The Miami-Dade justice system may not be operating at full capacity, but it is still functioning. According to the Miami-Dade Clerk of Court’s website, the Miami Dade Courthouses have been closed to the public, except for essential matters and matters per judicial discretion. The Miami-Dade Chief Judge, Berta Soto, issued an administrative order whereby all non-emergency court proceedings, including but not limited to, special set hearings, trials, and all calendars, including but not limited to, motions, pretrial motions, foreclosures, writs of possession, uncontested divorces and case management conferences, will be postponed through Friday, April 17, 2020, except for mission critical matters and other court proceedings and events that can be effectively conducted remotely without the necessity of in-person appearances.
Miami-Dade Courthouses remain open for in person Domestic Violence Injunctions, for Baker or Marchman Act Petitions, Bond Hearings, Juvenile Dependency Hearings, Termination of Parental Rights Hearings, and other emergency hearings. In the event you are obligated to appear in person for a court hearing, you must remain six feet apart from all other participants.
Miami-Dade Family Judges are currently holding hearings for non-emergency court proceedings either by phone conference or by Zoom! If you currently have a family law case pending in Miami-Dade County, or wish to file a new case, your case is assigned to one judge. Each judge has their own website. On that website, you will find detailed instructions on how your judge will be conducting hearings, how to submit documents, and also how to contact the judge’s assistant for guidance.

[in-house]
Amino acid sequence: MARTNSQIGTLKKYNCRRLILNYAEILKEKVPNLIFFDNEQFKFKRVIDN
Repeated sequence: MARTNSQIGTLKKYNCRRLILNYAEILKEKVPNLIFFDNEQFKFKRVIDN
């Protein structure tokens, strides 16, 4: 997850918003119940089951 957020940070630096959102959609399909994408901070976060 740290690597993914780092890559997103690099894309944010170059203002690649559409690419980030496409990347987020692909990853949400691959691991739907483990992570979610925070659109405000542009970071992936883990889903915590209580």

While the courthouses are physically closed to the public, many in person services are still available online. For example, you may file documents related to your case online, instead of going in person to the courthouse. You are also able to request certified copies of any civil, family, or probate matters online. It is important to note however that Miami Dade foreclosures are cancelled through April 17, 2020 and evictions have been suspended until further notice. The Clerk’s Office is not performing any wedding ceremonies or issuing marriage licenses until further notice, unless it is an emergency.
COVID-19 or better known as the Coronavirus has brought uncertainty and anxiety. Do not panic and do not lose sight of your goals. This is the time to act. This is the time to plan.
If you are currently going through a divorce, this is the time to reevaluate. You may wish to set your differences aside and enter into a Marital Settlement Agreement that allows both you and your spouse to plan for your financial futures. You should be cooperating with your spouse and focusing on the best interest of your children. Child support or alimony obligations should be discussed.
If you are currently preparing to file for divorce, you can and should move forward. The courts are currently experiencing a light workload. If you and your spouse agree on the terms of your divorce, a family law judge will be able to get you divorced even during the coronavirus stay at home order. We strongly recommend that you contact a family law attorney to guide you through your options at this time.